Wynhoff yesterday wondered whether the rule was meant as a punitive gesture, since the Hawaii Superferry "jumped the gun and we didn't stop them from jumping the gun and everyone's now unhappy that we didn't."

The judge said he meant only to prevent a "chaotic" situation.
The ferry can carry 866 passengers and 282 cars, but company officials estimate an average of 400 passengers and 110 vehicles per trip. At Kahului Harbor, 267 vehicles a day are expected to travel through the ferry site, either loading or unloading from the vessel or dropping off or picking up passengers.

A DOT traffic impact study maintained there would be only a marginal increase in traffic on nearby streets and that no mitigation was necessary, and Wynhoff noted the reconfiguration of Pu'unene Avenue has drawn complaints from motorists.

August pointed out the restriping was recommended by the DOT's traffic expert, Dick Kaku, although Kaku's first recommendation was that nothing be done until it is determined that a traffic problem exists.

The judge and the attorneys at yesterday's hearing also said they aren't sure how Act 2 would affect the traffic-related case, since one of the conditions attached to the law requires traffic impact studies at four ports where the ferry plans to sail.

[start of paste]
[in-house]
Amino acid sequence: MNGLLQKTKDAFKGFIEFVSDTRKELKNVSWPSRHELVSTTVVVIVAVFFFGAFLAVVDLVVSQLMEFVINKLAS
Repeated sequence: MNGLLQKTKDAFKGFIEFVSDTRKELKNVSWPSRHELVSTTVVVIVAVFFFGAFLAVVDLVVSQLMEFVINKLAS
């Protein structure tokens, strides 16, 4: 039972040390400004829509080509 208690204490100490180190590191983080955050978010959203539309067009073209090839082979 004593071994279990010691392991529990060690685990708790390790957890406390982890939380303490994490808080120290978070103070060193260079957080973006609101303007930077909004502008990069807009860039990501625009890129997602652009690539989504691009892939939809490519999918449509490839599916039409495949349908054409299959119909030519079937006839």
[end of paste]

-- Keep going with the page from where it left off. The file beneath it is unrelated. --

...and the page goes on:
POSTED: 1 NOVEMBER 2007 - 8:00pm HST

Anti Superferry lawyers fail to deliver

by Andy Parx on 1 November 2007 for Parx News Network

Lihu`e -- (PNN) -- Despite the cheerleader media coverage of the newly passed “law”, the Superferry’s future remains under a permanent injunction as issued by Judge Cordoza before the special Hawai`i Legislative session.

Despite claims to have “fixed” the law, Cordoza’s ruing was also based on higher statues.

Any ruling must address not only Hawai`i Constitutional provisions but many Federal laws as well. If Cordoza decides, he could even remand it back to the Supreme Courts before the ferry can legally run.

Cordoza said in his ruling “Plaintiffs have demonstrated the possibility of irreparable injury with respect to the environmental impacts of Hawai`i Superferry operations on natural resources, protected species, increased introduction of invasive species and causing social and cultural impacts. “

A “law” passed by a legislature can change that ruling. Cordoza said, HRS 353-5 was not accommodated But that was only the low hanging fruit.

Article X, Section 1 of Hawaii’s Constitution says the state “shall conserve and protect Hawaii's natural beauty and all natural resources , including land, water, air, minerals and energy sources.”